Patrick Ryan Sex and Age: Male,55 years 16th December 1860 at Warrenheip, Ballarat  (1) Cause of death (2) duration of illness (3) Medical Attendant by whom certified (4) when he last saw deceased: (1) Drowning while in a state of intoxication (Inquest) Signature Description and Residence of Informant: George Glendinning, Coroner, Ballarat

No 66 Coroner’s Inquest Deposition of Witness Ballarat District

The Examination of Sarah Ryan of Warrenheip taken on oath this twenty second day of December AD 1860 at Warrenheip before the undersigned, a Coroner in the said District. The Deponent Sarah Ryan on his oath saith as follows:

The deceased was my husband and he was aged about fifty five years. He was a drunkard and a bad head to her family – I was in Ballarat on last Saturday but I stopped that night at Mull Ryan’s on the Eureka. The deceased came to Mull Ryan’s on last Sunday about four o’clock and he promised Wm Ryan that he would not lay hands on me and I then left with him for home. Immediately after and on our way we met a stout dear man who knew my husband but I did not know him. As my husband was then going to beat me- the man asked deceased to go home quietly – and immediately after he began beating me. It was then about seven o’clock after that he tore all the clothes off me.(crossed out) I and sighted my husband for the last time about a hundred yards below the Victoria Hotel. I then went home – on my way home I noticed that deceased was jolly and getting worse as he came along but when I left him he was well able to walk and run and take care of himself. Deceased has been cross & cranky when he drank living the last three years than before – and more especially the last two months. Deceased fell into a water hole near our hut at night time  and would have been drowned if I had not taken after him .affected by my little children – the eldest between home on Sunday night and I went on Monday into Ballarat and enquired after his acquaintences but could not find him. I went again on Tuesday and enquired of him. R? for the deceased I went in the quarry hole there yesterday but I could not see him – my husband called the man whom we met on the road “John Ryan”.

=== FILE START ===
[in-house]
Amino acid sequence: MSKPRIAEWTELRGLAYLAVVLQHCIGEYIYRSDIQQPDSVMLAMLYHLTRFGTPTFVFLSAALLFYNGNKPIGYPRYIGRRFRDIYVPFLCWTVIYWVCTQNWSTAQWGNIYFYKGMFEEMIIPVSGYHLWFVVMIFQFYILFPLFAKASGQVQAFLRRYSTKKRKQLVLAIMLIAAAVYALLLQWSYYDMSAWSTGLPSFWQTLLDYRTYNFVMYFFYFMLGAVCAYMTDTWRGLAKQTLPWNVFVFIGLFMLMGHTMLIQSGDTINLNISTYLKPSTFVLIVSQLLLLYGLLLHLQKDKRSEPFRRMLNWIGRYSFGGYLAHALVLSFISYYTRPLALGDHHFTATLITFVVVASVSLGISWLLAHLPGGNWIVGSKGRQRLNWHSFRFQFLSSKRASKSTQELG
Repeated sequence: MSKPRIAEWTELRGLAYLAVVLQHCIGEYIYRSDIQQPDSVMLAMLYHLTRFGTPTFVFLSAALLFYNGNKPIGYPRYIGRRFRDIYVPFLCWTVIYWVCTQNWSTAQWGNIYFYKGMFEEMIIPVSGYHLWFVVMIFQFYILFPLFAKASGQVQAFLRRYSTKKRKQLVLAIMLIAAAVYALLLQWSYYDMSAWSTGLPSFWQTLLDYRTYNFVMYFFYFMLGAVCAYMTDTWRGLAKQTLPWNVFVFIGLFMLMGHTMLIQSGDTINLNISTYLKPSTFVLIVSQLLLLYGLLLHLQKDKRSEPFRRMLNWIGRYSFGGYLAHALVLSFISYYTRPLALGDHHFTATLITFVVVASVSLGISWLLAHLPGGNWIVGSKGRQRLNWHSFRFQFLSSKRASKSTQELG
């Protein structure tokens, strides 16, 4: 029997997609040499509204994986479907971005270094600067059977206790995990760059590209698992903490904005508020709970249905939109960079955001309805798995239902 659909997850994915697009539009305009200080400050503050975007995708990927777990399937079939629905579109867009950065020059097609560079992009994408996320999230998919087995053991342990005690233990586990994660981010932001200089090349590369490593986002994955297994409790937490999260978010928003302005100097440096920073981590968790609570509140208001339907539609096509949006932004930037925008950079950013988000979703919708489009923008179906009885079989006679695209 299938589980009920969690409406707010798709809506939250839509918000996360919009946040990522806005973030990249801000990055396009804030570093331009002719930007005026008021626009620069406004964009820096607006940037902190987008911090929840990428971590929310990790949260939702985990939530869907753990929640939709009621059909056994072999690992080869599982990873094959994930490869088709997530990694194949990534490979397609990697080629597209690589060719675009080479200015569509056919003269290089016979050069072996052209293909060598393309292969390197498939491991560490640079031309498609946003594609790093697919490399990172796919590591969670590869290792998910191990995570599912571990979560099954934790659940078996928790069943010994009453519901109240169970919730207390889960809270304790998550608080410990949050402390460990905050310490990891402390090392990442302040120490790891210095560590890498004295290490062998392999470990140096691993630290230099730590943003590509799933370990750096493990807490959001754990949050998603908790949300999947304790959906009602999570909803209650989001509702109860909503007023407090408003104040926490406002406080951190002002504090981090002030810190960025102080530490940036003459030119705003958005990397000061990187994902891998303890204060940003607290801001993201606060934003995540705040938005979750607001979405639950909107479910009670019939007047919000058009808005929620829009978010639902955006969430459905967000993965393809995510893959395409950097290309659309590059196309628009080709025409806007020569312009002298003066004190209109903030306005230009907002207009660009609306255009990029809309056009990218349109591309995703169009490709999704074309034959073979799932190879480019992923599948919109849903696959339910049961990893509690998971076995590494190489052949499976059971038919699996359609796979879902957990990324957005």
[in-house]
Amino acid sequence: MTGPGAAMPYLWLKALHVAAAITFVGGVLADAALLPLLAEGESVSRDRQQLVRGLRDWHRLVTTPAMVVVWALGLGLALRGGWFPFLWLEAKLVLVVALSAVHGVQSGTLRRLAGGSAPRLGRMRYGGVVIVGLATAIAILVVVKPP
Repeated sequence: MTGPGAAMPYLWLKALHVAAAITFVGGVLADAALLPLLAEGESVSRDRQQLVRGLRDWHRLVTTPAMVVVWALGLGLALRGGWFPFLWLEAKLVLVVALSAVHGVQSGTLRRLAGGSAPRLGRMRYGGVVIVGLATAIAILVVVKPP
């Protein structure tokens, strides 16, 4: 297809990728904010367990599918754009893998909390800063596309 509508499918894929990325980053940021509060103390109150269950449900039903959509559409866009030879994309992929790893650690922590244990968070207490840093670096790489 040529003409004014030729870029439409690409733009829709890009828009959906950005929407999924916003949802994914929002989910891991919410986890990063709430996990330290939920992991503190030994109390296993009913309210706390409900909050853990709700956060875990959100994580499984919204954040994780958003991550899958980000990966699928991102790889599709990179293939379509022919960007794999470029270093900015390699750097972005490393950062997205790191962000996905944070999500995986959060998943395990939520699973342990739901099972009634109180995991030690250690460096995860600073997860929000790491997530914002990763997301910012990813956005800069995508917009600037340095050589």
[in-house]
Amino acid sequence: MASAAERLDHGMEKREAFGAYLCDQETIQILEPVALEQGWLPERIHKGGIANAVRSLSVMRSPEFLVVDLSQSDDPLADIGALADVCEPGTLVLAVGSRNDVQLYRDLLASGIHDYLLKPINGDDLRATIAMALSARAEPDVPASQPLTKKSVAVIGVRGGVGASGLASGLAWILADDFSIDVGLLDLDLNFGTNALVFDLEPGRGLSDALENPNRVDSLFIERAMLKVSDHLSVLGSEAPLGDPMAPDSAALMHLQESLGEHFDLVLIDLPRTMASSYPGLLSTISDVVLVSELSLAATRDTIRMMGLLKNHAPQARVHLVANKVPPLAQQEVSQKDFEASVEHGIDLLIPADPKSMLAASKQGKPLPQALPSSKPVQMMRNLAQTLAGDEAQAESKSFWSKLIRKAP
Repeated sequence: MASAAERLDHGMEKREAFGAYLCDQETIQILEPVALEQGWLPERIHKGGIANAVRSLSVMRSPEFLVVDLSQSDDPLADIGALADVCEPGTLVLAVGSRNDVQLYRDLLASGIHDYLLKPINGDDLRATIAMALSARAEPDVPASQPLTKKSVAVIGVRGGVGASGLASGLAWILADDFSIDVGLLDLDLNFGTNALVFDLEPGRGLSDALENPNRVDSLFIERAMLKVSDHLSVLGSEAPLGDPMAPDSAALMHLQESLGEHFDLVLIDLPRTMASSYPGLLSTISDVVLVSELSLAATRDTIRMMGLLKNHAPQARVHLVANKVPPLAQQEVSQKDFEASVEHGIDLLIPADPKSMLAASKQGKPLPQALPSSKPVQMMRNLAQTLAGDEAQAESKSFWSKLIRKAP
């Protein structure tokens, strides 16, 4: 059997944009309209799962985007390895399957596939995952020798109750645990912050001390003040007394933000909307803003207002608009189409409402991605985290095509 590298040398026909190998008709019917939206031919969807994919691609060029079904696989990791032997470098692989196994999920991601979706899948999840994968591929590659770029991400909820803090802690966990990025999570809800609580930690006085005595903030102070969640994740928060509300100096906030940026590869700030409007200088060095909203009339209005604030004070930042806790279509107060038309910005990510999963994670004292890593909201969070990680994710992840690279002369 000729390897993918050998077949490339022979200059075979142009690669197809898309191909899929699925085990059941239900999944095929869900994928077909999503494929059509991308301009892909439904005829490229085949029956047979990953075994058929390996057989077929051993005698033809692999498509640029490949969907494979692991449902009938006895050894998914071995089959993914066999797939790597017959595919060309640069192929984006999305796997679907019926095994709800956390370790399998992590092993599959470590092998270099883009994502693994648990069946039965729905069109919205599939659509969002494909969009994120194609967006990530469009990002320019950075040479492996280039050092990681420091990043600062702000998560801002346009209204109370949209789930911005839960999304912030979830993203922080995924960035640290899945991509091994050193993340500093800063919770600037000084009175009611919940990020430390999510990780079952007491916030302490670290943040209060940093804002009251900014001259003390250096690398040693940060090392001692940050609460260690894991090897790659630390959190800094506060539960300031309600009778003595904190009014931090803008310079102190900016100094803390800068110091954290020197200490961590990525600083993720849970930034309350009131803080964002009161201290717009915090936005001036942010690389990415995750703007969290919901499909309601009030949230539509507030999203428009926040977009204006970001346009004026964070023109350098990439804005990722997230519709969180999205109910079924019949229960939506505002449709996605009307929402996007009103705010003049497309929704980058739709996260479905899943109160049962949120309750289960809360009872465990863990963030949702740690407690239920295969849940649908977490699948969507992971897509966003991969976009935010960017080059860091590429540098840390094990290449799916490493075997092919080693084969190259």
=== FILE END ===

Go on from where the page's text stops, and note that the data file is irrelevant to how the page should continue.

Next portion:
Signed: Sarah Ryan taken and sworn before me the twenty second day of December AD 1860 at Warrenheip (signed) Coroner

This article that appeared in the Miners Weekly Star (newspaper, Ballarat) December 28 1860;

Dr Glendinning held an inquest on Saturday at the Victoria Hotel, Warrenheip, on the body of Patrick Ryan, blacksmith, aged 55 years. The evidence of his wife was to the effect that he was a drunkard and a bad head to his family. On Sunday 16th inst at seven pm he was beating her while on the road home, and tore all the clothes off her, and then she got away from him, and parted from him near the hotel at which time though drunk he was able to take care of himself. Mr McLean the landlord deposed to serving him with drink the same night though he appeared to have had a good deal of liquor. This was the last time he was seen alive and on Saturday he was found by some railway laborers floating face downwards in a quarry hole about half way between the hotel and his own hut.

The jury returned a verdict – “That death took place on 16th inst. and was caused as we believe by drowning from his having accidentally fallen into a large water hole on his way home in a state of intoxication on same day and we further consider that the railway contractors should be required to fence round the said water hole”.